2017 Renault Kadjar 1.2 TCe EDC test drive: Strained refinement
Curious of how's life with a French car that's NOT a diesel? We took the Kadjar TCe for a spin to find out
Besides the mandatory turbo-fed hot hatches, you'd hardly imagine a French car powered by a petrol engine, wouldn't you?
It's the usual choice, given the fact the PSA Group has done a great job developing frugal diesel engines, so it's natural to picture a French family car powered by a (figurative) oil burner. So why should you choose differently?
Now try and picture a big car (according to a French manufacturer's lineup, at least) propelled by a puny 1.2-liter engine. Renault Kadjar 1.2 TCe is the one we're referring to here. In theory, 1,400 kilograms — that's Kadjar's curb weight — shouldn't be that much for the 130 hp turbocharged four-pot. It's as real as it can get, and we took it for a ride just to see how it feels.
It's worth saying we weren't let down by the small, nimble powerplant but we weren't impressed either. But let's get into a more detailed view.
Created for:highwaysurban drivingall terrain
Hats off for:luggage spacecomfortmodularity
Bang for the buck:good
The 1.2-liter petrol engine is the smallest offer in Kadjar's lineup, but don't be fooled by this fact: it packs as much horsepower (130) as the 1.6-liter diesel. Aaand that's where the similarities end. While the diesel comes with some decent 320 Nm of torque, the TCe has only 205 Nm prepared. It's a small figure for a (relatively) big crossover, a thing that becomes more and more visible with every extra passenger and luggage piece. On the other hand, it has a refinement you'll never get on any of the dCi versions.
With the small TCe unit, the front axle has few kilograms laid upon, which, by car-loving folks, is a good thing. The not-so-good part is that you won't say — ever — that your 1.2-liter Kadjar corners sharper now. Its suspension setup in comfort-prone, so nothing inside or underneath the car will encourage you to push it hard.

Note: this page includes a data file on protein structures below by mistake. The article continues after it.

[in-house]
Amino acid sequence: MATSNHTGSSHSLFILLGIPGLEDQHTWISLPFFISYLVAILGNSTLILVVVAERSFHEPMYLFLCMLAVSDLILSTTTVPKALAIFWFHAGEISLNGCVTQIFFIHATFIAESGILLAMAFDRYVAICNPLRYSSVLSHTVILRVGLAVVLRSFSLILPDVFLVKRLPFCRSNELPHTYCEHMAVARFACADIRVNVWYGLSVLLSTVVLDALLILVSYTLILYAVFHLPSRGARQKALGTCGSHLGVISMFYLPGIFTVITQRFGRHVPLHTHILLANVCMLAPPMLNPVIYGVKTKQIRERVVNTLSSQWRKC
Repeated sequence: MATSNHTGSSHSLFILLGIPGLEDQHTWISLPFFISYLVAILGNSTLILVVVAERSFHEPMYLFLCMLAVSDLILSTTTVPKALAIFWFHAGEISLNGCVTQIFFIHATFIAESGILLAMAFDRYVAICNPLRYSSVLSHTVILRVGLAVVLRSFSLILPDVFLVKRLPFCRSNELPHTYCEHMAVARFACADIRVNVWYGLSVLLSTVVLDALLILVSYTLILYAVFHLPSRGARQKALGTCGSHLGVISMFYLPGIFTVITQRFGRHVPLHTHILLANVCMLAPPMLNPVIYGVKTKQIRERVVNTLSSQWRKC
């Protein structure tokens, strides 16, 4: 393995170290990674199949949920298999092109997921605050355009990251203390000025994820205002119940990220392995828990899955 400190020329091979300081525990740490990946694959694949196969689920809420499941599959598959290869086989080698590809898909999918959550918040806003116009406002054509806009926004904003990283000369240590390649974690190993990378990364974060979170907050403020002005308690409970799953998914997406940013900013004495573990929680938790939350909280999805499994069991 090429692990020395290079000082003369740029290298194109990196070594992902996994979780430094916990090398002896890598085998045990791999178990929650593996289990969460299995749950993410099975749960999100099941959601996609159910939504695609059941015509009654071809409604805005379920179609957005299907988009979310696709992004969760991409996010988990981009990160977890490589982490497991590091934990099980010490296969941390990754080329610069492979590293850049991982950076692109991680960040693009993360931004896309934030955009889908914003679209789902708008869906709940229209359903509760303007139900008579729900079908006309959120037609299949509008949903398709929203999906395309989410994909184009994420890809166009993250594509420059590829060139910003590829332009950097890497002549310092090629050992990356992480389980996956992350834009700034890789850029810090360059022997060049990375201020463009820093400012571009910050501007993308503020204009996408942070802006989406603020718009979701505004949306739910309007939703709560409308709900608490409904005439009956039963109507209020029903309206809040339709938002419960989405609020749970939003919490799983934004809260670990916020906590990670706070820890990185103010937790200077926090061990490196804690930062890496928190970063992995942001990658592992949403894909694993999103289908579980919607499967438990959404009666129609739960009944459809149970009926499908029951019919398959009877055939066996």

The safety package is one area in which Renault didn't make any compromise. You get front, side, and curtain airbags, along with fancy electronic assists such as traffic sign recognition, automatic parking, lane departure warning and the like.
When it comes to an enjoyable long ride, the Kadjar is one of the cars I'd do it in. It's not for that "sweet spot" driver seat positioning — because you don't get such a thing here — but for its wafty suspension and cabin spaciousness (an effect of which the optional panoramic roof is responsible; you must have it). Edith Piaf's "La Foule" should also be a must-have in any trip, playing at high volume, so you can't hear the small engine yelling every time you overtake.
Actually, a longer playlist would be a better idea. Not only the Kadjar is not as silent as its Japanese sibling known as the Qashqai, but its upmarket-looking interior will start to squeak after several thousand miles of irregular asphalt — as most countries have, at large.
As for the materials, there is an unpleasant haptic contrast regarding the materials found in the cabin. It looks good, and for the most part, it feels decent, but there's always the risk of finding something that'll bug you.
While the materials might not be top notch, the practicality bit is spot on. You'll have enough room for four to five adults in the cabin (and around 30 liters worth of cubby holes), and a 472-liter boot which can extend to almost 1,500 liters. Kadjar wins points on the modularity as well.
Renault's R-Link2 comes in two differently shaped setups. The Kadjar gets the 7-inch landscape-oriented one while the likes of Talisman or Mégane receive the vertical, large display. They work the same; it's just that they're organized a bit different. As for the reaction times and user friendliness, opinions might differ a bit, as it's the case with most Renault models. I find it decent, if not pleasant.
You've purchased a gas-powered Kadjar because you've had enough of the diesel's clattering sound, and you prioritize refinement over frugality. When it comes to fuel consumption, the 1.2-liter unit is not that bad either, as long as you travel alone. Load the car with passengers and luggage, and the small engine won't care that much about your budget plans for the vacation.
The optional features list isn't that thick, as Renault would rather create comprehensive packages instead of providing you an asterisk-marked bottom table of extras. The bad news: if you want the 128 hp TCe unit mated to the double-clutch automatic, you'll have to go higher in the trim lineup, as this powertrain setup is only available from the Zen trim upwards. The good news, you'll also get a leather-covered steering wheel, dual-zone air-con, automatic headlights/wipers, and cruise control, just to name the most important features.
Renault wanted to make sure that Kadjar gains relevance in this hard-battled crossover/small SUV segment, so, in some markets, it has a smaller price tag than its platform sibling Nissan Qashqai. It's not the lowest-priced offer in this class, but it really does know how to convince you, with a persuasive price-equipment ratio.